26-0 Vote Passes the ‘Breonna Law’ Banning No-Knock Police Raids in Kentucky

In an “unprecedented” unanimous vote, Louisville Kentucky’s Metropolitan city council has enacted a ban on no-knock police raids after recent Louisville EMT Beonna Taylor was killed in the night when police raided her home executing a no-knock warrant for alleged drug possession.

Named the Breonna Law, it honors the memory of an EMT who had been working with coronavirus patients just the day before the fateful police raid.

The law bans the use of no-knock warrants, requiring police instead to announce themselves as police, and wait 15 seconds before forcing their way into a house, if that is necessary. Body cams are to be worn during the serving of all warrants and are to be switched on 5 minutes before the service and 5 minutes after service is finished.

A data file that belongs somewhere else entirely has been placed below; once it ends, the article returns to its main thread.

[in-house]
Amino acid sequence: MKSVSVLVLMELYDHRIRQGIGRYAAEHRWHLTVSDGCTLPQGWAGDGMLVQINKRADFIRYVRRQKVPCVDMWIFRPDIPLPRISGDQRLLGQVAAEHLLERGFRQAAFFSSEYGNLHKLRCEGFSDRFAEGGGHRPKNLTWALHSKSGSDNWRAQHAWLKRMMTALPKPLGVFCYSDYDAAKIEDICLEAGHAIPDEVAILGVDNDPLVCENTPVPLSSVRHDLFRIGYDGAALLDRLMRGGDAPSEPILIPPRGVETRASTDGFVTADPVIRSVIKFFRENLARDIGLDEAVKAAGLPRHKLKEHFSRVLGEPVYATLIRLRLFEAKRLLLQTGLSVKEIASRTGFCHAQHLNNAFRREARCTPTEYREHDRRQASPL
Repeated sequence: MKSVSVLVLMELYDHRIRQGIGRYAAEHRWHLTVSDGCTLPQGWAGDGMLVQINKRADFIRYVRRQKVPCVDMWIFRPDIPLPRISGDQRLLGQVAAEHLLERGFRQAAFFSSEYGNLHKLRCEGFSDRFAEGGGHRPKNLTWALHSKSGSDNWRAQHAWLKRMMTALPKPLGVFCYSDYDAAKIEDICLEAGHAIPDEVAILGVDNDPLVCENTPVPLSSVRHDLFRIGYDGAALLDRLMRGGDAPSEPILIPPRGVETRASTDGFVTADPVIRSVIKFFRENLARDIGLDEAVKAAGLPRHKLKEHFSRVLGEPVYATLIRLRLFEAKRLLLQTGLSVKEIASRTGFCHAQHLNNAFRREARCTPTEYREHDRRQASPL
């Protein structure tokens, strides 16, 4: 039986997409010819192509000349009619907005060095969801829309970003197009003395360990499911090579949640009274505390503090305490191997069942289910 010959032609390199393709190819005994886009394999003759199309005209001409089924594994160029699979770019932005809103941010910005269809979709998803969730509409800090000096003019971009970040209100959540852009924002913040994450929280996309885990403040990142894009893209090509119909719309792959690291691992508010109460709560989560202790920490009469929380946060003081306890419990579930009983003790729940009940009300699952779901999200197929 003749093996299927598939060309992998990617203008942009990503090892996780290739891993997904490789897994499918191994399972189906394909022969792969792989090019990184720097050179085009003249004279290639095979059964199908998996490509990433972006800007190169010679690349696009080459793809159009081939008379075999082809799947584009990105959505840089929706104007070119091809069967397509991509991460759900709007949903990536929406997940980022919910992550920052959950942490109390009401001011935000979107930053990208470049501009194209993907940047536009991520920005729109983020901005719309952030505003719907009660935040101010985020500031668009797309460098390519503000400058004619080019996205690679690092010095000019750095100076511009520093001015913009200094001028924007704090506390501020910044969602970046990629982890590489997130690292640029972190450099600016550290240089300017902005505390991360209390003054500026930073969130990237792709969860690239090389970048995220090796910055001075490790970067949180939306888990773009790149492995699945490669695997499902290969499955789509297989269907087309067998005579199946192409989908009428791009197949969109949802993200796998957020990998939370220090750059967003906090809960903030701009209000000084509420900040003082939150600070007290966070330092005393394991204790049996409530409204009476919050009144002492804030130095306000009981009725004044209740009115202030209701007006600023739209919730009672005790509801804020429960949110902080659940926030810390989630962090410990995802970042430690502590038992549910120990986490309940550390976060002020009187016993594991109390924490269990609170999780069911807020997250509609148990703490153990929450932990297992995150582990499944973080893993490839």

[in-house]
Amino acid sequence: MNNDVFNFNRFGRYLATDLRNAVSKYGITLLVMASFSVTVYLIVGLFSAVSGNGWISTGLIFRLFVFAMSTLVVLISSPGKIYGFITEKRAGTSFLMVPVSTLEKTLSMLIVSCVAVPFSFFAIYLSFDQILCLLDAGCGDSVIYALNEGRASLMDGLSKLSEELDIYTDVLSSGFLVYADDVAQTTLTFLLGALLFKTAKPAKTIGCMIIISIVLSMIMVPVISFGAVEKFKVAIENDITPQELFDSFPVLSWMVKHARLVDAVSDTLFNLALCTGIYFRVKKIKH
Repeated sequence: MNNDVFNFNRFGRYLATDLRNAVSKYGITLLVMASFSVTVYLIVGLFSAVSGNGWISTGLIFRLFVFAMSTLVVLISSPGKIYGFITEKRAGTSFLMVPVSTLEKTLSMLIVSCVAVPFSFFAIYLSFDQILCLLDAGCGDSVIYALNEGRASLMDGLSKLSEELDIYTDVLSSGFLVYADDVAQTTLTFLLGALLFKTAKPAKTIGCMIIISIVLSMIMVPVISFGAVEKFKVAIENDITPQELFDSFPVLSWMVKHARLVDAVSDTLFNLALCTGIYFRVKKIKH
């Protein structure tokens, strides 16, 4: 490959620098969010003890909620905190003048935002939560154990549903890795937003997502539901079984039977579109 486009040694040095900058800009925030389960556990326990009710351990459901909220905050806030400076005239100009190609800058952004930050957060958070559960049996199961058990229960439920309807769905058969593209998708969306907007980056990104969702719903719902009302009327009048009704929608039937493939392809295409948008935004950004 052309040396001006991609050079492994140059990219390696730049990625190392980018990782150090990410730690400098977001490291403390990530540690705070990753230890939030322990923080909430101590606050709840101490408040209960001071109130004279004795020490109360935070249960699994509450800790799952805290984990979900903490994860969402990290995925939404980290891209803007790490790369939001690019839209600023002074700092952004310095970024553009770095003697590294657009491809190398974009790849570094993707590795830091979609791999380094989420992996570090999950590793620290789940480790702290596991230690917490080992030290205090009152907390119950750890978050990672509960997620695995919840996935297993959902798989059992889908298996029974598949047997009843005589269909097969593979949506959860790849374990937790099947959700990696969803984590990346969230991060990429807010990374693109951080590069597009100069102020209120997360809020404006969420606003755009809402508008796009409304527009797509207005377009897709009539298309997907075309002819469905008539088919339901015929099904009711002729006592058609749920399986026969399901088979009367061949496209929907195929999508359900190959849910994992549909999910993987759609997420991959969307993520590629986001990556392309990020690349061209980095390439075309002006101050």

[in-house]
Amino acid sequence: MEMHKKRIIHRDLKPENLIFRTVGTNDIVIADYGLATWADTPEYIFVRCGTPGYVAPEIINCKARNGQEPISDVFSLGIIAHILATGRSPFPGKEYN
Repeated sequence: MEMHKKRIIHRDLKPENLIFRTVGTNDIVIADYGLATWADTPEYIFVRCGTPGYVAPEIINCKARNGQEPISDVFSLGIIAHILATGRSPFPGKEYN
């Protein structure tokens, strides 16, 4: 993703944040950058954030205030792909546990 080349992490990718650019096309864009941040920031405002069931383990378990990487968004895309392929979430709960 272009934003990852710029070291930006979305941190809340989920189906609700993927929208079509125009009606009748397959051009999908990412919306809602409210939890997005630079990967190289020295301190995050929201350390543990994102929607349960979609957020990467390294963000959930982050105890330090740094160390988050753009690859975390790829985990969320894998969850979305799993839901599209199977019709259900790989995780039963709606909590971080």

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Councilwomen Jessica Green and Barbara Sexton-Smith created the ordinance, with the help of other council members.

“I’m still kind of pinching myself where we ended up,” Green told Wave 3 News. “Because as I said, anybody who has been around Metro government, we don’t agree unanimously on anything, anything—even innocuous things. So for us to end up here, it’s nothing but the will of the people…”


“We respect the Council decision. We are committed to changes which address safety and build police-community relations,” Jessie Halladay, a spokesperson from the Louisville Metro Police Department, said after the vote.

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